With the Presidential elections around the corner, Nosa Alekhuogie examines the string of promises made by President Muhammadu Buhari during his long campaign in 2015 and wonders, if he has delivered on them four years after
Between 1999 and 2015, Nigeria earned a whopping N77.348trillion from her oil and gas sector, according to recent data from the Ministry of Finance. Between 2010 and 2014 when oil price rose to $112 a barrel, the country reportedly earned $383 billion from oil.
Despite this massive oil revenue, Nigeria was bedeviled with energy crises, high unemployment, low exports, low foreign exchange reserves, low income level and other social, economic issues because successive governments failed to make judicious use of the oil revenue.
In fact, Nigeria was rated among countries with the highest number of people living in extreme poverty. The poverty figure rose from about 82 million people to about 112 million in 2012.
The devastating effect of the poor economic situation on Nigerians prompted the Muhammadu Buhari administration to initiate various programmes, including the social investment programme (SIP) to ameliorate hardship faced by the most vulnerable, poor and unemployed Nigerians.
The SIP has four components which are being implemented across the 36 states and the Federal Capital Territory (FCT). They are: the N-Power, which caters for unemployed graduates. It also comprises the Technical Hubs springing up around the country as well as the N-Power Stem Junior, which is about to commence. The other components are; the Home Grown School Feeding (HGSFP), Conditional Cash Transfer (CCT) and Government Enterprises Entrepreneurship Programme (GEEP), which comprises the MarketMoni, the FarmerMoni and the TraderMoni.
Providing an update on the SIP recently, Special Adviser to the President on Social Investments, Maryam Uwais, said that since inception, government had provided N500billion for the programmes in the 2016, 2017 & 2018 budgets, with close to N250billion, being 23.63 per cent of the entire three years budget appropriated for N-SIPS having been released. For the 2018 budget, she said so far, 18 per cent of the amount appropriated for all the progammes had been received.
She explained that the Home Grown School Feeding Programme is a programme aimed at feeding young children in public primary schools, with the aim of improving their nutrition, increasing school enrolment and reducing the incidence of malnutrition. So far, government is feeding over 9,300,892 children in 49,837 government schools in 26 States. Also, 96,972 cooks with over a 100,000 small-scale farmers are being empowered through this programme.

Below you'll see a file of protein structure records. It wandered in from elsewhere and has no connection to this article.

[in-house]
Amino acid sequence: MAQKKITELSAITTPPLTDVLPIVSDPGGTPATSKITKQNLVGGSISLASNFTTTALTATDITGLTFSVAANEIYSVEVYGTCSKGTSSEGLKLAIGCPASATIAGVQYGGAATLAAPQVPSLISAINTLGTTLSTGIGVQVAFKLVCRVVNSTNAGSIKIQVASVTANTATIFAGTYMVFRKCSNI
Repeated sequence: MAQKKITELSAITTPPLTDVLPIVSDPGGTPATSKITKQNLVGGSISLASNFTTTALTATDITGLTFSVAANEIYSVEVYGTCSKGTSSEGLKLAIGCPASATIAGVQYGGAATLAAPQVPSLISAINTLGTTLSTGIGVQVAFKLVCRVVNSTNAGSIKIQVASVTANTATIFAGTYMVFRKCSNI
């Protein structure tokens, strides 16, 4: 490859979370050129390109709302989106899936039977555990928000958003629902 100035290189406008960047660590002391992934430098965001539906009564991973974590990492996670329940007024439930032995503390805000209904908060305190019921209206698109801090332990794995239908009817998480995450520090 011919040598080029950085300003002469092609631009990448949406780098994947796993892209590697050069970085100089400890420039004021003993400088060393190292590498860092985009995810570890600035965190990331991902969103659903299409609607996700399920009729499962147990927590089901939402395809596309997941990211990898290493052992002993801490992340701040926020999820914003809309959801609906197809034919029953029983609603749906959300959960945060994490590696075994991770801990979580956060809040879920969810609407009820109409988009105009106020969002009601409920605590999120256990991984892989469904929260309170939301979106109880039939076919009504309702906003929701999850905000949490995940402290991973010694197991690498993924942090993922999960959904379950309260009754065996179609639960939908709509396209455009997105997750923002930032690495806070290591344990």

Under the Conditional Cash Transfer Programme programme, N5,000 is given out monthly to 297,973 households in Nigeria. It is currently being implemented in 20 states. Beneficiary households are selected by the communities directly, with their household and community data being uploaded onto social registers by trained enumerators at State and LGA levels to ensure government monitors their progress.
The GEEP is managed by the Bank of Industry. It makes available to micro-businesses credit facilities to improve their businesses. So far, over 1.1 million beneficiaries across the 36 States of the federation have been provided with N27.4billion in interest free loans, ranging from N10,000 to N350,000. In particular, the aim of the TraderMoni programme is to take financial inclusion to the grassroots, considering the daily contributions of millions of petty traders to Nigeria’s economic prosperity and development.
Uwais further noted that N-Power, the largest post-tertiary employment programme in Africa is currently employing 500,000 youth graduates. The beneficiaries are paid a monthly stipend of N30,000 and are deployed as volunteers into various sectors of need in the public space, such as health, agriculture, education and public finance. The beneficiaries are given devices to facilitate their service delivery, and as a continuous learning avenue. So far, government has supported 20,000 N-Power non-graduate volunteers, who have been trained in skill centres in every state, and given tool boxes to enable them apply their newly-acquired expertise in the building and automative industries.
Checks revealed that the current administration has also recorded some achievements in the areas of agriculture, electricity generation, transport and infrastructure.
For instance, power generation has largely improved in recent times, rising from 4,000 to 7000MW, while distributable power was put at 5,000MW. Although this is commendable, a lot still needs to be done to address a plethora of challenges, which have hampered regular power supply to homes and businesses.
Nigeria, through her rice revolution programme, is inching closer to self-sufficiency in rice production. In fact, the country is on the verge of hitting her six million MT of milled rice production target. It is interesting to know that the number of rice farmers has risen from five million to over 11 million, creating a wave of new jobs in the economy.